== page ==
Twenty-eight year-old Aisling Miles stood at her window, staring across the street. It was almost midnight and raining. A light mist more than actual rain, but enough that the usual half-dozen people who were out and about at that hour had retreated indoors. She’d showered earlier that night, planning on relaxing after a particularly stressful day at work. She’d finally been given the Donovan account, but no one had told her just how much of a pain in the ass Butler Donovan was. Every other statement out of the man’s mouth was innuendo.
Not that Aisling wasn’t used to it. Platinum blond hair and chocolate brown eyes, an athletic body with just enough curves to keep her figure from being boyish. She had fine features, and clear, peaches and cream skin. She was the girl other women hated and men wanted to fuck. Not a single one cared that she’d graduated valedictorian from her high school, then summa cum laude from the University of Pennsylvania with a marketing degree, or that her IQ was higher than half of the men managing the firm.
Aisling sighed. She’d thought about going to bed, maybe some light reading, but when she’d gone to pick out clothes to wear after her shower, she’d found only a pair of slightly worn boy shorts and a pale pink camisole that left very little to the imagination. So, instead of lying in bed, losing herself in a good book, she was going to go across the street and do her laundry. At midnight. In the rain. Wearing the only clean clothes that she owned.
“At least it’s still warm,” Aisling muttered. She pulled on a pair of sandals; she couldn’t quite bring herself to wear boots, not with what else she was wearing. She did, however, slide on her raincoat. Feeling very much like a badly written porn plot, she scowled at herself in the mirror. Now all she needed was a pizza delivery boy or someone offering to clean her pool. She shook her head and picked up her book from the table. Tucking it into the pocket of her coat, she grabbed her laundry and headed out.
She had her last load of laundry in the washer and was sixty pages into her book when the door opened. She stared, unsure if what had captured her attention was the sudden appearance or the fact that the guy was one of the best-looking men she’d ever seen. Tousled bronze curls, tall, athletic, kissable lips… and then he was looking at her. Eyes that could only be described as gunmetal gray traveled over her, and she remembered that she’d taken off her raincoat.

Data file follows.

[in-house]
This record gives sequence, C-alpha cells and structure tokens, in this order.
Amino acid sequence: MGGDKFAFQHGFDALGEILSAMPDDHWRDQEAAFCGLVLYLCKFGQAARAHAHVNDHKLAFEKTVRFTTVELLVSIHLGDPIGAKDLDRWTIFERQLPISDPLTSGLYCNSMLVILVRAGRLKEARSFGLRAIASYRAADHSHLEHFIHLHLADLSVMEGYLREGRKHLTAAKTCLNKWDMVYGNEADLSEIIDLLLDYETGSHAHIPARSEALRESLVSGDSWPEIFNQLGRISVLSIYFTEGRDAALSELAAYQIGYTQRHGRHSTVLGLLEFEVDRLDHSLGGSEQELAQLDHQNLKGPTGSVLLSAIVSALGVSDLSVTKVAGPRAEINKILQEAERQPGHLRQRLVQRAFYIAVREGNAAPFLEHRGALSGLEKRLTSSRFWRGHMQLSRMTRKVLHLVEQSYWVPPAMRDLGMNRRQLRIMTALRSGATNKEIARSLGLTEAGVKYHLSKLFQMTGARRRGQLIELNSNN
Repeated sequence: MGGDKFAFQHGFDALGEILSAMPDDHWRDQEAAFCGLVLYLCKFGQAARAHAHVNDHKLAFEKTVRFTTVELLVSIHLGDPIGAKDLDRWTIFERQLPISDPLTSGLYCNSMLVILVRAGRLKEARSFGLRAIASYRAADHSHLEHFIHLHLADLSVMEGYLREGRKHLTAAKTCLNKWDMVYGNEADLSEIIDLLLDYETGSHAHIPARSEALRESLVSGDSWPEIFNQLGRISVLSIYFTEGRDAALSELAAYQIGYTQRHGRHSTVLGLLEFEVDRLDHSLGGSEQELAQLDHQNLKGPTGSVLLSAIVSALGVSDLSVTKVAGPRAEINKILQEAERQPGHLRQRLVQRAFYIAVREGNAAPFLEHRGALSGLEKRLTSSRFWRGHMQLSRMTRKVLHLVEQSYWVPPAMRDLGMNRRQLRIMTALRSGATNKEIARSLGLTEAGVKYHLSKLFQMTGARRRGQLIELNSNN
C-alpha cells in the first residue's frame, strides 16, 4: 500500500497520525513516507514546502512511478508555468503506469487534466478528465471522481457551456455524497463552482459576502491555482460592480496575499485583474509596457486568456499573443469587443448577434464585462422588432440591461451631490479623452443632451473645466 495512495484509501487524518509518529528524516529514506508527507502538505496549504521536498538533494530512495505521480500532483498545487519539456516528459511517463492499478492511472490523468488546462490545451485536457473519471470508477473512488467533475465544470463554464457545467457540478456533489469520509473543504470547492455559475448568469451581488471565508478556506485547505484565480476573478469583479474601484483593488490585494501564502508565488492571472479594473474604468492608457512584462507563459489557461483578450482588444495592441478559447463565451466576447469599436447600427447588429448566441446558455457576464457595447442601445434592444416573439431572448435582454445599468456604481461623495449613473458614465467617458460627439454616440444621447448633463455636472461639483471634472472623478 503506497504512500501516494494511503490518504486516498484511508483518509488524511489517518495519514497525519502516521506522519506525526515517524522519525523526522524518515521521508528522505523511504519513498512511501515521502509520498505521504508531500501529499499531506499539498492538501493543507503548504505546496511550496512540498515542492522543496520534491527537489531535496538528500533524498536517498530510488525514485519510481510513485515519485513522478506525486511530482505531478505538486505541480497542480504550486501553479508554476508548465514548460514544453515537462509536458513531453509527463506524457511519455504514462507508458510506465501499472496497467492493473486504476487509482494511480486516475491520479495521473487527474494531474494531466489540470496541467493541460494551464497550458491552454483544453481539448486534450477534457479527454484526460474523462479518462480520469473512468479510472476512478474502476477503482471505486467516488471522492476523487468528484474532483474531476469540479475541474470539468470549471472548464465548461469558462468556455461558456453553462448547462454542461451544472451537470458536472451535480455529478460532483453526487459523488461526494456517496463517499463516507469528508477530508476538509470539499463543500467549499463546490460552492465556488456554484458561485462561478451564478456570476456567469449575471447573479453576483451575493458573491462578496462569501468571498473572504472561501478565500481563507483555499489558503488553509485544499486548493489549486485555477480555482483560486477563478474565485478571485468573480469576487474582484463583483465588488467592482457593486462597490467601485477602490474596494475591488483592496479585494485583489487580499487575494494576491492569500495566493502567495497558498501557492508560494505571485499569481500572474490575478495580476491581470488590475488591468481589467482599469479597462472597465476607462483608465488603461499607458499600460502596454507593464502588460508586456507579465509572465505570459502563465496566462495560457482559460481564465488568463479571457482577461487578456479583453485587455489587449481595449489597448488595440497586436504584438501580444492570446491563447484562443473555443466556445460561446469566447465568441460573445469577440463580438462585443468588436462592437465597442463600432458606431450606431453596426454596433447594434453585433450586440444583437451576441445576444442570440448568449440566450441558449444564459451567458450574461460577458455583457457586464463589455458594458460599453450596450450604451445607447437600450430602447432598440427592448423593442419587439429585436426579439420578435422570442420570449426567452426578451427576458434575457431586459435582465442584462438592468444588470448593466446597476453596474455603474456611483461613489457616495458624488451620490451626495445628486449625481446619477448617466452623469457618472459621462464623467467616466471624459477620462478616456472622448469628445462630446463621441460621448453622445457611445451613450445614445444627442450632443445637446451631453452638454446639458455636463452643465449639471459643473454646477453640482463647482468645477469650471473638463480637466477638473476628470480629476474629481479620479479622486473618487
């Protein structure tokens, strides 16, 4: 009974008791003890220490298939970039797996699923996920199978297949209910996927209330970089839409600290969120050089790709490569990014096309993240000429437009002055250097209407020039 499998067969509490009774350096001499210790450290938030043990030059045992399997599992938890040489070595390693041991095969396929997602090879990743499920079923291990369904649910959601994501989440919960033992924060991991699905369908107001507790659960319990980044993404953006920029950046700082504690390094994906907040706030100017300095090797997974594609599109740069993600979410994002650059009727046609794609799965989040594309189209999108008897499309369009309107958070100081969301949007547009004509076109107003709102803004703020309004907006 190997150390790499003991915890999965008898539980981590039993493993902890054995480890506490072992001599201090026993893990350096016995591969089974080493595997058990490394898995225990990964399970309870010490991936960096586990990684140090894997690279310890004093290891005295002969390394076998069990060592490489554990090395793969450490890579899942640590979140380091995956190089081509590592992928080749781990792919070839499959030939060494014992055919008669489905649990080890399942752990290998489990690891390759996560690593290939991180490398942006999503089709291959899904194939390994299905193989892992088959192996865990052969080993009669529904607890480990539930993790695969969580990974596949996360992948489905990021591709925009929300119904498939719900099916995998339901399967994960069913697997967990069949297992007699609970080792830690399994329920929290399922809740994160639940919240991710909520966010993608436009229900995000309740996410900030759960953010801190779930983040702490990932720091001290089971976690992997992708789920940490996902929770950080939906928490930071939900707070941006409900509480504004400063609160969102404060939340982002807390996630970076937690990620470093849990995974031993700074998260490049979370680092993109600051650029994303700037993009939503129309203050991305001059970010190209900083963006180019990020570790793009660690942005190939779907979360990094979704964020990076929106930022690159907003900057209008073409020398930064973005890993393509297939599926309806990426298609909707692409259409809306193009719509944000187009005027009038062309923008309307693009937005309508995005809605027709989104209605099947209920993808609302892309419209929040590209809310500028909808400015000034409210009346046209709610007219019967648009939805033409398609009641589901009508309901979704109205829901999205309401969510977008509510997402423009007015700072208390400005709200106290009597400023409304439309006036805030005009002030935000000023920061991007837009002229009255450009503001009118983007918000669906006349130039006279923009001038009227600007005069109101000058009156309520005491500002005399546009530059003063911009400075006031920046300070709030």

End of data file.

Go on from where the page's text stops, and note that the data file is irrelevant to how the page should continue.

“Oh, shit.” She scrambled to get to it, heat flooding her cheeks.
The stranger averted his eyes as she pulled the coat back on. “A Kiss of Shadows?” He read the title off her book. “Figures.”
“Excuse me?” As she buttoned up the coat, her composure returned.
The stranger smirked, turning back towards her. “I guess you do look the type.” He crossed to the machines closest to Aisling. “I’m Cameron Long, by the way.”
“What do you mean, I look the type?” Aisling snapped as she returned to her seat.
Cameron began to load his clothes into an empty washer. “Girl alone on a Friday night reading some sort of torrid romance. Kind of cliché, don’t you think?”
“Oh really?” Aisling’s temper flared. “At least I know how to read.”
“That’s the best you’ve got?” Cameron’s eyes were sparkling as he turned. “Sorry, I’m actually a Laurell K. Hamilton fan.” Off Aisling’s skeptical look, he amended. “All right, not really. I just wanted to…”
“Insult my choice of reading material?” Aisling crossed her arms, suddenly very aware that what she was wearing under her raincoat barely classified as clothing, and the stranger named Cameron was looking at her as if he didn’t see the coat at all.
“I never got your name,” Cameron slid into the chair next to her.
“That’s because I didn’t offer it,” Aisling scowled. “Anyway, why should I care about your opinion of my reading habits? Your idea of a good book is probably Dr. Seuss.”
Cameron chuckled, a deep, male sound that made Aisling smile despite herself. “Come on, Seuss is quite the word master.” He glanced sideways at her. “But I prefer the more refined works of Hemingway and Milton. ‘For only in destroying I find ease / To my relentless thoughts.’”